For the quarter-century before COVID, a $1 change in oil barrel prices typically meant less than a $200 million increase or decrease to government revenues. Today, that same change is worth $630 million.

I estimate by 2025, it will be $850 million.

If you thought the roller-coaster Alberta was on before was scary, just wait.

The government knows this problem exists. In fact, a central focus of the Smith government's budget was "a new fiscal framework to help deal with Alberta's unique economic and revenue volatility." 

It requires a balanced budget (unless revenues fall), limits spending growth to inflation plus population growth (conveniently allowing today's big increase, with inflation so high), and creates a rule to allocate surplus cash (including on new "one-time" spending).

This framework falls far short of addressing its own stated goal. To achieve any meaningful degree of stability in Alberta's finances, more resource revenues must be saved.

Drops for the rainy day fund

There was a $1.8-billion contribution to the Heritage Savings Trust Fund for 2022-23. A seemingly large sum compared to past years, but it amounts to only 6.5 per cent of total resource revenues. When Peter Lougheed established the fund in the 1970s, 30 per cent of annual resource revenues were dedicated to it.

The budget also proposes to stop withdrawing investment income from the fund. As a result, the Heritage Fund will grow to nearly $23 billion by 2026 from $18.9 billion now. This is welcome but also modest.

For perspective, look at Quebec.

Its Generations Fund takes most of its resource revenues (mainly from hydro power), along with a portion of alcohol taxes. Income generated in the fund is also fully retained. The province anticipates annual contributions to reach nearly $5 billion by 2025-26. In total, Quebec's savings fund will be larger than Alberta's this year, and far surpass it soon.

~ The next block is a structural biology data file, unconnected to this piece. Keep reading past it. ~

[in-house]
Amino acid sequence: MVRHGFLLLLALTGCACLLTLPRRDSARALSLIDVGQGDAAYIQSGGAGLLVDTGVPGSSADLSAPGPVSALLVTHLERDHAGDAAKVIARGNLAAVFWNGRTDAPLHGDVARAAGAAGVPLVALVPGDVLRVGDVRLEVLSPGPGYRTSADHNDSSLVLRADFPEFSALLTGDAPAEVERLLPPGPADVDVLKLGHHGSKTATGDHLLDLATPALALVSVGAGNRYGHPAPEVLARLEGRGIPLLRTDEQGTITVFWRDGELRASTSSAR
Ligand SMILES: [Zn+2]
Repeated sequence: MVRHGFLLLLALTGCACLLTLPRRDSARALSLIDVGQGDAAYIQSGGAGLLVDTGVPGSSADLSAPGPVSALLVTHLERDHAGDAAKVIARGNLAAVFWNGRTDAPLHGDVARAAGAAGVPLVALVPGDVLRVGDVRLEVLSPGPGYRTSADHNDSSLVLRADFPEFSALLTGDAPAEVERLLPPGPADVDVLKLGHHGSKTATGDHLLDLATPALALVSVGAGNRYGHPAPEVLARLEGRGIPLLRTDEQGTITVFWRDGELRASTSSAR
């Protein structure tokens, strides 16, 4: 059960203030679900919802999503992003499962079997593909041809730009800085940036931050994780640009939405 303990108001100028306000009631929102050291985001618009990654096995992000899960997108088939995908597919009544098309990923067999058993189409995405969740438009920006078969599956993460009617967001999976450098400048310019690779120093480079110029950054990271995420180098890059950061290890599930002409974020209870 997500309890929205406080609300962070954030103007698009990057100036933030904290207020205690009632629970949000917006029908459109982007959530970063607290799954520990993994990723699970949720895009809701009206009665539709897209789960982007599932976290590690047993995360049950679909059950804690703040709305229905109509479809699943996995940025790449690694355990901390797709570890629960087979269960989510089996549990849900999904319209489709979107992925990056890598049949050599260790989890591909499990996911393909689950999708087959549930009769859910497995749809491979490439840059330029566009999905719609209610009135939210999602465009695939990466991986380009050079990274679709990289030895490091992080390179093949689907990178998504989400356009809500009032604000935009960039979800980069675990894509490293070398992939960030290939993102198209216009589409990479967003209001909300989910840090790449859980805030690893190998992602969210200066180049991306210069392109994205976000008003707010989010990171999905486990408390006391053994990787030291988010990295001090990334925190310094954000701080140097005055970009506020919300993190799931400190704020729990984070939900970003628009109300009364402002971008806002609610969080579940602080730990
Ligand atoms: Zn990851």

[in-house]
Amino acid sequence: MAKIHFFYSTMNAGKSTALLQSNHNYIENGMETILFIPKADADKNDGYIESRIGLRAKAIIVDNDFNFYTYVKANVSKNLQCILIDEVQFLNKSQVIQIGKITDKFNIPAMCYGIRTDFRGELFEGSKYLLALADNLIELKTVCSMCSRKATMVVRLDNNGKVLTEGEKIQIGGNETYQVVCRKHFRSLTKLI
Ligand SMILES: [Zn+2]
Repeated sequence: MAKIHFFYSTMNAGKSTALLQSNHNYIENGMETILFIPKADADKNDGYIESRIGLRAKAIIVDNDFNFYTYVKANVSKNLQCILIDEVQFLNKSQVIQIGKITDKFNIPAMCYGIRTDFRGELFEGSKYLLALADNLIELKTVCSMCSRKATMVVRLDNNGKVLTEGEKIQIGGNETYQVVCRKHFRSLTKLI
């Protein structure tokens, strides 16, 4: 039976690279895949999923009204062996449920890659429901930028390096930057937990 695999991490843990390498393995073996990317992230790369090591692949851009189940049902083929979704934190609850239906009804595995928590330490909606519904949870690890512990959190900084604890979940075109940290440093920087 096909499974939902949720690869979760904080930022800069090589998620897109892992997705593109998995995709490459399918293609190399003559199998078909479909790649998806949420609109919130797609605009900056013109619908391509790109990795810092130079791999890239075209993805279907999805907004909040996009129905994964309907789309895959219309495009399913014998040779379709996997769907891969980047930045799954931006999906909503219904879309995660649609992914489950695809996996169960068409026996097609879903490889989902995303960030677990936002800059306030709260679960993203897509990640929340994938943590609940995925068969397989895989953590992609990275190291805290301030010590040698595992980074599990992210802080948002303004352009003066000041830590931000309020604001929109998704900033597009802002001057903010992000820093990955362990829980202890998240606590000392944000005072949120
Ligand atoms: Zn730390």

I can appreciate the political challenge here. 

Alberta's last pre-election budget — from Premier Jim Prentice in 2015 — featured a bold move to save fully half of all resource revenues. It would have been the largest fundamental shift in Alberta fiscal policy in a generation.

To make up for the hole this choice created in the budget, however, that Progressive Conservative government cut spending and raised taxes. Higher personal income taxes, higher alcohol and gas taxes, and a new health-care levy. 

Whatever the policy merits, it was a political gamble that did not pay off. When put to Albertans in the election that year, the Tories were shown the door.

Perhaps the current government looks back on that experience with fear. 

That's the wrong lesson. Today, unlike then, Alberta is benefiting from high resource revenues — a much easier situation than 2015. 

This budget was a unique opportunity to present a longer-term vision beyond the next election. It was an opportunity to finally help stabilize Alberta's finances. It was an opportunity to save windfall dollars that we were not previously counting on.

But in the end, it made instability and risks worse. It was an opportunity missed.

CBC Calgary welcomes your ideas for short opinion articles. Do you have a strong opinion that could add insight, illuminate an issue of concern to Calgary and Alberta readers? We want to hear from you. Send us your pitch at


Trevor Tombe is a professor of economics at the University of Calgary and a research fellow at the School of Public Policy.